Use of the term Science Fiction to describe the genre of speculative fiction that deals with the impact of actual or imagined science on society or individuals is a fairly recent in the realm of literature. The term is believed to have originated in the 1920's by the American publisher Hugo Gernsback, for whom the Hugo Award, given by the World Science Fiction Society, is named.
Although the usage of the phrase to describe this genre only became popular in the mid 1950's, science fiction began to gain popularity much earlier in the 20th century.
But the work thought by many critics to be the first science fiction novel was actually written more than a century earlier, in 1818, by a woman. Can you guess what it is?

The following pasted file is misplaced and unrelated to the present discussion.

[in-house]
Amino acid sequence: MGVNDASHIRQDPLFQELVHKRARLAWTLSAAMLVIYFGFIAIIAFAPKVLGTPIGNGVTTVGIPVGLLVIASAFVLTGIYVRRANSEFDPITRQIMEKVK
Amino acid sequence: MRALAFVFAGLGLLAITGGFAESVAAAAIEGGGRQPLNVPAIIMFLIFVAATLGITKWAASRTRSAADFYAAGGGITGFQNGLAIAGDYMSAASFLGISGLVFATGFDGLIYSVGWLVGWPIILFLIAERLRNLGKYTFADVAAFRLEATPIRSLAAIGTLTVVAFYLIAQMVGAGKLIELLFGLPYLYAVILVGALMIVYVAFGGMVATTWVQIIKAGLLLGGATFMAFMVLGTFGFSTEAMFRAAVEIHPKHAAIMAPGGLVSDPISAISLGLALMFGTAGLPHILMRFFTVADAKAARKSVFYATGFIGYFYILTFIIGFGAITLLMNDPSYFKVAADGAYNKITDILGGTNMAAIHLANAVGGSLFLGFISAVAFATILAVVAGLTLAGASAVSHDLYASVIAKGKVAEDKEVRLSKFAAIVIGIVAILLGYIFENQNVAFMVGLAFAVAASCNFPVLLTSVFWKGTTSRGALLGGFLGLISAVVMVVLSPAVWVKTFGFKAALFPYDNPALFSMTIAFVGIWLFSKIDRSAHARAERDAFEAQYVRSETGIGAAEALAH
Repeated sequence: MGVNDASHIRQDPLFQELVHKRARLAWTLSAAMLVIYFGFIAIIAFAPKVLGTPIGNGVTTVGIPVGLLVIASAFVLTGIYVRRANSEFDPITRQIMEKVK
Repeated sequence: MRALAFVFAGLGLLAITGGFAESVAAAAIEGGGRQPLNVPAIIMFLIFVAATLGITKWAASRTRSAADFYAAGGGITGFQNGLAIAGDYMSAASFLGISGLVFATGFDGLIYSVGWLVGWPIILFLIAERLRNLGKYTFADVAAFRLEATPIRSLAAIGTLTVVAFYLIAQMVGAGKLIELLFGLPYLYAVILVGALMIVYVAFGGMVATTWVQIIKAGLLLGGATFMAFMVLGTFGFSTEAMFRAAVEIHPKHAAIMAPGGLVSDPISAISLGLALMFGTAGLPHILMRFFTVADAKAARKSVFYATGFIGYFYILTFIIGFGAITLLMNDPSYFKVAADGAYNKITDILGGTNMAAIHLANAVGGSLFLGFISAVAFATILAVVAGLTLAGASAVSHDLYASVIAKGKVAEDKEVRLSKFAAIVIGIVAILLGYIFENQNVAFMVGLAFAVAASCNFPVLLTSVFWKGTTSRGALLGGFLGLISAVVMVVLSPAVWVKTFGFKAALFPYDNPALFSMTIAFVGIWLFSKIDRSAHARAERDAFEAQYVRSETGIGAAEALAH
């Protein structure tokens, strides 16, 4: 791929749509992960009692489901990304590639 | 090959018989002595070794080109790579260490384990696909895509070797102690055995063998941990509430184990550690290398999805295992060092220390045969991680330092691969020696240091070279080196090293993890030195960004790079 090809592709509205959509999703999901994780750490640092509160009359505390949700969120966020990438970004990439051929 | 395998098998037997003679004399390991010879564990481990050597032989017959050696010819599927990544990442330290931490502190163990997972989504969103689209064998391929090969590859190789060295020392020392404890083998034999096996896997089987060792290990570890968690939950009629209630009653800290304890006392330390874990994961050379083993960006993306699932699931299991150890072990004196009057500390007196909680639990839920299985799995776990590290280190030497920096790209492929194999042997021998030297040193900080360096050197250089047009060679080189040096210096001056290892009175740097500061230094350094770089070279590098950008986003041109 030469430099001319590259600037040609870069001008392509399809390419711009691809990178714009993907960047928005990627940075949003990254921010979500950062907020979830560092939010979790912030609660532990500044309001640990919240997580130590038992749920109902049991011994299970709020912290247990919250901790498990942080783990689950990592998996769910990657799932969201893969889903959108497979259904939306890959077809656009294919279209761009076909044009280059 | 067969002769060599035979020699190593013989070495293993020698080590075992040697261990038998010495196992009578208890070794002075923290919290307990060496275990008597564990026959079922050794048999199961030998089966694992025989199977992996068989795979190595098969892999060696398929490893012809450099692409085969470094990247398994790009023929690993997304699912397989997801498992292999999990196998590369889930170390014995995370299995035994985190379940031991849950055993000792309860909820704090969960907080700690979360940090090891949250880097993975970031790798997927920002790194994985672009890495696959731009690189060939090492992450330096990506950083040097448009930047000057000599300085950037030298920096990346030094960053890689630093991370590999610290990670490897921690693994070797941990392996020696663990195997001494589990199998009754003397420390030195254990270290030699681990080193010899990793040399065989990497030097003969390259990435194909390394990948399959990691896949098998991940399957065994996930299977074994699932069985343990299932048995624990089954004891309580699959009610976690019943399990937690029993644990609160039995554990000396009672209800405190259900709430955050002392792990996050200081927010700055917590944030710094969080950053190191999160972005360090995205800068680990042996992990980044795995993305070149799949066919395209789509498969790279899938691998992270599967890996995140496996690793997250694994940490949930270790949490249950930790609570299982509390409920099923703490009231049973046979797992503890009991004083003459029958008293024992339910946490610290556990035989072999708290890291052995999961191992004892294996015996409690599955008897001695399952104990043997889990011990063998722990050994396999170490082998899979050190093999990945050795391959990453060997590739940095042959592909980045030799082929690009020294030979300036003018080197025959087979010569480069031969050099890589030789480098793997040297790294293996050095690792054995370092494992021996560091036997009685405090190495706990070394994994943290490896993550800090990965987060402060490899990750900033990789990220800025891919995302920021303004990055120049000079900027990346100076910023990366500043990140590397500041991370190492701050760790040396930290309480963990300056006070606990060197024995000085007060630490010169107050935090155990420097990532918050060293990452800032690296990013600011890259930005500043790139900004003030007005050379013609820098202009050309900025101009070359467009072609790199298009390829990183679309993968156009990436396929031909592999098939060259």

We are of course talking about Mary Shelley's Frankenstein. Fueled by society's immersion into the Industrial Revolution, Frankenstein explores a scientist's use of electricity to reanimate a corpse who becomes the monster.
Despite the success of the teenaged Mary Shelley's novel, the literary world and the growing scientific community were almost exclusively controlled by men, and it would be the mid-to-late twentieth century before women were considered a prominent voice in science fiction.
Early to mid twentieth-century science fiction was viewed as a masculine genre, written for men by men- dominated by names such as Jules Verne and HG Wells. This viewpoint is illustrated by the fact that, of the 38 Grandmasters of Science Fiction who have been named, only 8 have been women.
But the encouraging news is that women have been named Grandmasters the last three years running!
Mercedes Lackey (2021)
Nalo Hopkinson (2020)
Lois McMaster Bujold (2019)
We encourage you to think of science fiction as a genre written by and for all. Here are some suggestions for female science fiction authors, both classic, ground-breaking, and up-and-coming, for you to read.